Online edition of India's National Newspaper
Thursday, Mar 13, 2003

About Us
Contact Us
Metro Plus Delhi Published on Mondays & Thursdays

Features: Magazine | Literary Review | Life | Metro Plus | Open Page | Education | Book Review | Business | SciTech | Entertainment | Young World | Quest | Folio |

Metro Plus    Bangalore    Chennai    Delhi    Hyderabad    Kochi   

Printer Friendly Page Send this Article to a Friend

Nine months to perfection!

Former cricketer Venkat Sundaram is doing in print what Sachin Tendulkar is busy doing live these days. That is laying out a cricketing exhibition. If you have missed the Tendulkar show on TV, take recourse to Venkat's Cricket Coaching Handbook. It is a handy tool, says ZIYA US SALAM... .

VENKAT SUNDARAM is back. Opening his account with a straight bat. Telling us all how to wield the willow, how to bowl the off-cutter, how to bamboozle the batsmen with a googly. Or even how to keep wickets. And few would disagree that this quite agreeable man is quite suitable for the task. Remember, he was the Delhi opener who always took the first strike for the State team when the likes of Chetan Chauhan, Mohinder Amarnath and Surinder Amarnath were donning the India colours. He also happened to be a member of the North Zone and Delhi teams that won the Duleep Trophy and the Ranji Trophy, respectively. Having played virtually against all touring teams, Venkat has also played as a professional in Australia and England.

Now this cricketer-turned-umpire-turned-coach and commentator is turning a new leaf. This time he has come up with Hero Honda's Cricket Coaching Handbook. The book, with a foreword by former India skipper Mansur Ali Khan Pataudi, endeavours to tell the youngsters in print what Sachin Tendulkar is busy demonstrating live from South Africa. It tells you some of the basic and many of the finer points of the game. Backed by pictures, Venkat begins by telling the youngsters the importance of stance, backlift, etc. With some visuals - many of them quite poor in printing though - for support, he makes his and readers' task easier. With the relevant parts of the pictures zoomed in, it is almost ideal for a little boy dreaming big but not knowing the path to stardom. Says Venkat: "A picture tells a thousand words. The idea is to make everything clear to a child reading his book."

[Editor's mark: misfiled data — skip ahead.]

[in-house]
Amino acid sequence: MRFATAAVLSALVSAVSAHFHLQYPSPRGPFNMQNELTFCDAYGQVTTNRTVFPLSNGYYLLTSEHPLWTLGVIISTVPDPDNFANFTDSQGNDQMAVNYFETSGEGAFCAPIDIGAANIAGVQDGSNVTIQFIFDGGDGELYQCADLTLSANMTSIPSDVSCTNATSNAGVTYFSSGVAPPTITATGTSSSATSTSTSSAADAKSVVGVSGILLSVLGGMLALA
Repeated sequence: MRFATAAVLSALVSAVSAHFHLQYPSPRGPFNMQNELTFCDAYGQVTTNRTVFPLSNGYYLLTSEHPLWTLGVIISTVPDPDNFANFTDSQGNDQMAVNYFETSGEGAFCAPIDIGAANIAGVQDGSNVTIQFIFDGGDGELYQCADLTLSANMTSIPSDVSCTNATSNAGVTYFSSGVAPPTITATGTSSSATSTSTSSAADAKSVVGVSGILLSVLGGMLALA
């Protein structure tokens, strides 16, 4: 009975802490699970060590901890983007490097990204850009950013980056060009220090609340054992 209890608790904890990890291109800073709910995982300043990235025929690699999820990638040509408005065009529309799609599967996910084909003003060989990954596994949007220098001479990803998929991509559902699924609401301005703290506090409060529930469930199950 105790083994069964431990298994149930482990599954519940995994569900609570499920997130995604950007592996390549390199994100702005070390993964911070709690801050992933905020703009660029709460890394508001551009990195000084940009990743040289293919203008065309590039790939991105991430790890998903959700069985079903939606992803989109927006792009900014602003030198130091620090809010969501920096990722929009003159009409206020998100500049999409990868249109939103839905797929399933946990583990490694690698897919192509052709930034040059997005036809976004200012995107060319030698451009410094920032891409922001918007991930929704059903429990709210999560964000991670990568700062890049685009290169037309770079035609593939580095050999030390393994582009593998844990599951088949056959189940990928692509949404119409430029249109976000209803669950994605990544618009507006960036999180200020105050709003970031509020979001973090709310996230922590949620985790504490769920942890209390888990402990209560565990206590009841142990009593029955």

Similarly, Venkat has dealt with the art of bowling and fielding in some detail. Where however he scores over other similar books is with the emphasis on fitness. He gets able help from visuals of Hero Honda's Team Ambition guys - Yuvraj Singh, Mohammed Kaif, Virender Sehwag, Zaheer Khan and Harbhajan Singh - working out in the gym to develop muscles of special use in their chosen craft.

The book, which took nine months in compilation, has been released now to capitalise on the World Cup euphoria. Says Venkat: "We had not planned it like this and intended to release the book by the end of March but by then the World Cup fever would have died down. So we decided to release it earlier. However, it is not a quick job. This book has a long shelf life."

He ends it all by reminding us all that one is always learning in this game. This is a subtle take on those cricketers who feel they have seen it all. Well, if you have seen, then look. And if you have looked, observe. Take this guideline along, it won't be a bad tool to possess. After all the man who expresses gratitude even to his dog in the preface, cannot take his readers lightly!

Printer friendly page  
Send this article to Friends by E-Mail

Metro Plus    Bangalore    Chennai    Delhi    Hyderabad    Kochi   

Features: Magazine | Literary Review | Life | Metro Plus | Open Page | Education | Book Review | Business | SciTech | Entertainment | Young World | Quest | Folio |

The Hindu Group: Home | About Us | Copyright | Archives | Contacts | Subscription
Group Sites: The Hindu | Business Line | The Sportstar | Frontline | The Hindu eBooks | Home |

Comments to :   Copyright 2003, The Hindu
Republication or redissemination of the contents of this screen are expressly prohibited without the written consent of The Hindu